We have been trying to implement a regular routine of meditation for the kids…
It’s short and sweet, don’t get me wrong.
While eleven year old sits and is definitely interested in ‘getting it’, the others are typical kids and do what they have to to endure the seemingling endless minutes. There’s a bit of fidgeting by seven-year-old. And five-year-old lone girl child feels the need to act out the scenes I describe to facilitate relaxation: eyes scrunched shut, turning her face upwards with an exaggerated smile towards a fictional sun or scratching and digging her toes into the floor as though it’s actually warm Caribbean sand.
Regardless the fidgeting and dramatic performance, it’s a practice. It’s a practice that will provide them with a personally valuable life skill. The ability of being able to still the mind, get quiet, calm down, gather. It’s a practice that will serve them well as they grow and mature and the anxieties and stresses of life intensify. They don’t understand that now, certainly. But I take heart in this being a gift I can give them that will provide them infinite rewards as they evolve into teens and adults.
However, as we- parents- make our way through our own transition right now, implementing new strategies to manage our stress and keep thinking positively, and as we enjoy the benefits of these strategies, it becomes clear that these few minutes early in the day are only part of the picture.
The practice extends beyond just a few minutes of focusing on good feelings for a few moments. It’s an exercise in looking for, recognizing, and even getting excited anticipating, good things throughout the day. Little things, sometimes really seemingly insignificant- inconsequential- things, but together add up to a wonderful day.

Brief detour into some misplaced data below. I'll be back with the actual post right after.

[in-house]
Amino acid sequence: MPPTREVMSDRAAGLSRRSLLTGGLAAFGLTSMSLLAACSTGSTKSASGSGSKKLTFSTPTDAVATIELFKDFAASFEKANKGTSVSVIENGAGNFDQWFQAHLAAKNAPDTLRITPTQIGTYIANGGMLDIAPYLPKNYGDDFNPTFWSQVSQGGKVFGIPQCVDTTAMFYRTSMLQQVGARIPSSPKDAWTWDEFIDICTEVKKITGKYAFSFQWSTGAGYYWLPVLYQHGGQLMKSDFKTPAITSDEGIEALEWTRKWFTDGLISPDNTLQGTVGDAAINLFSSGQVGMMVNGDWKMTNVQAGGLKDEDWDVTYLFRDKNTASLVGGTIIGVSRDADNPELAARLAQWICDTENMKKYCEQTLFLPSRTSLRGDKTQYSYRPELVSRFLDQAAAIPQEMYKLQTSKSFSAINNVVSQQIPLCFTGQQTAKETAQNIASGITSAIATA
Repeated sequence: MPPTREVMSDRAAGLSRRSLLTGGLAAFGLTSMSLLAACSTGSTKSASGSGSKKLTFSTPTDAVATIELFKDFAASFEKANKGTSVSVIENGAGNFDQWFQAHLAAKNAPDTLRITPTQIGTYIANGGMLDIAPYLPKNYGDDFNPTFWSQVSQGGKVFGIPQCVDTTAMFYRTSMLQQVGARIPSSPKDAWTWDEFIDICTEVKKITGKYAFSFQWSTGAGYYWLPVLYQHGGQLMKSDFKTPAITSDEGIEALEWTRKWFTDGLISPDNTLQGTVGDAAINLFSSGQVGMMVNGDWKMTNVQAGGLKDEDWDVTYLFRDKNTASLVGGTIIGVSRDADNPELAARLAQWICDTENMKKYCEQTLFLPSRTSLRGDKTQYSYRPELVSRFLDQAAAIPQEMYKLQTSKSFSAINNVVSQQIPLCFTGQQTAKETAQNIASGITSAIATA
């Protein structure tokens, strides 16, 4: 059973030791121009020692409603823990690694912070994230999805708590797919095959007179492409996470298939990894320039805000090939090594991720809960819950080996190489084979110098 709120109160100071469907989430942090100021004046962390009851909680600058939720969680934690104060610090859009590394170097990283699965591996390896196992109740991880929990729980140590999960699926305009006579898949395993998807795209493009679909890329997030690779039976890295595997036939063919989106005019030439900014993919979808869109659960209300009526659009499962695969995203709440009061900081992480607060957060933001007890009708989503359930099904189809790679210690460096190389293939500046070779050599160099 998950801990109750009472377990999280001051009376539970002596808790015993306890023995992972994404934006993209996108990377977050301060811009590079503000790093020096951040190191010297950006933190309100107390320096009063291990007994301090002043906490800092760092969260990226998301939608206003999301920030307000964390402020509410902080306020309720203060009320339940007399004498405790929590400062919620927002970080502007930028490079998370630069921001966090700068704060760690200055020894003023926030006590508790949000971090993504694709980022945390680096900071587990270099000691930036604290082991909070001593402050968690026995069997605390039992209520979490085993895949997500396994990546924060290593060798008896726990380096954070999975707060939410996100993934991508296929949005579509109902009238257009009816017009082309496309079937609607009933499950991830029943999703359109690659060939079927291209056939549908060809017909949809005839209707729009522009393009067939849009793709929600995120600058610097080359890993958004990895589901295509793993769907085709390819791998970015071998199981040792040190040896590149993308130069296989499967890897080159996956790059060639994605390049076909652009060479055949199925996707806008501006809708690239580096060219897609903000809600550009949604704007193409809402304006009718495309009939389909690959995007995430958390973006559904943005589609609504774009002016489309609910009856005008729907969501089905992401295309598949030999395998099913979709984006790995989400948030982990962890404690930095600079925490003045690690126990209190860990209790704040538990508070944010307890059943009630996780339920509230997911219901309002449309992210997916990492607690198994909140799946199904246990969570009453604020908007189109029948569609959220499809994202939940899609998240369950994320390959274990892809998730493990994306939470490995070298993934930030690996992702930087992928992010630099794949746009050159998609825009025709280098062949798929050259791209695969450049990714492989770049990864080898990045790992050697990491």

As homeschoolers we’re together most of the day. This lends itself to great quality time, but also to more opportunities for conflict and irritation.
So, we’ve begun making lists throughout the day… making a brief stop here and there to quickly consider and jot down those good things that happen, no matter how small. Say, really simply, ‘I had leftover pizza for lunch…” or “I got my language arts done in only one hour…” or “Sister helped me build my fort…”
These little things end up being pretty easy to identify (particularly for kids!) and what’s remarkable about this exercise -an introduction to appreciation and gratitude- is how fast the lists are compiled and how much fun it becomes!
There is no right or wrong in the lists, as long as they’re positive and that they please us to look back upon.
It brings colour to the day.
Of course, this practice doesn’t eliminate the bumps and challenges that can be part of our days, but it gives us a little precious perspective, balancing the conflicts, trials and frustrations with appreciation, fun and wonder.